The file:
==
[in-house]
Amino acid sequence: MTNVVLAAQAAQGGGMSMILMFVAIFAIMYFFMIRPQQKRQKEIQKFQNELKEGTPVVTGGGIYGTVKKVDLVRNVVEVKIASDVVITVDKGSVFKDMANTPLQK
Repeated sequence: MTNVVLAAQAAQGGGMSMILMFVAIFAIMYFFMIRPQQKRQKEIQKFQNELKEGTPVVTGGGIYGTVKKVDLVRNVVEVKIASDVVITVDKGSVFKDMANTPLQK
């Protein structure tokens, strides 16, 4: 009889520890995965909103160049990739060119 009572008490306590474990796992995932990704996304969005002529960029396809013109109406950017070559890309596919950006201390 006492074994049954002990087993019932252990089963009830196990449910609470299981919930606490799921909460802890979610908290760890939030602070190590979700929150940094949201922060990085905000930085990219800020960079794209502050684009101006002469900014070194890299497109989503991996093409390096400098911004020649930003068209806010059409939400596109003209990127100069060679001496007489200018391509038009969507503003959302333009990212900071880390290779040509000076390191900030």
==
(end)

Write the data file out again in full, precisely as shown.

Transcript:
[in-house]
Amino acid sequence: MTNVVLAAQAAQGGGMSMILMFVAIFAIMYFFMIRPQQKRQKEIQKFQNELKEGTPVVTGGGIYGTVKKVDLVRNVVEVKIASDVVITVDKGSVFKDMANTPLQK
Repeated sequence: MTNVVLAAQAAQGGGMSMILMFVAIFAIMYFFMIRPQQKRQKEIQKFQNELKEGTPVVTGGGIYGTVKKVDLVRNVVEVKIASDVVITVDKGSVFKDMANTPLQK
């Protein structure tokens, strides 16, 4: 009889520890995965909103160049990739060119 009572008490306590474990796992995932990704996304969005002529960029396809013109109406950017070559890309596919950006201390 006492074994049954002990087993019932252990089963009830196990449910609470299981919930606490799921909460802890979610908290760890939030602070190590979700929150940094949201922060990085905000930085990219800020960079794209502050684009101006002469900014070194890299497109989503991996093409390096400098911004020649930003068209806010059409939400596109003209990127100069060679001496007489200018391509038009969507503003959302333009990212900071880390290779040509000076390191900030």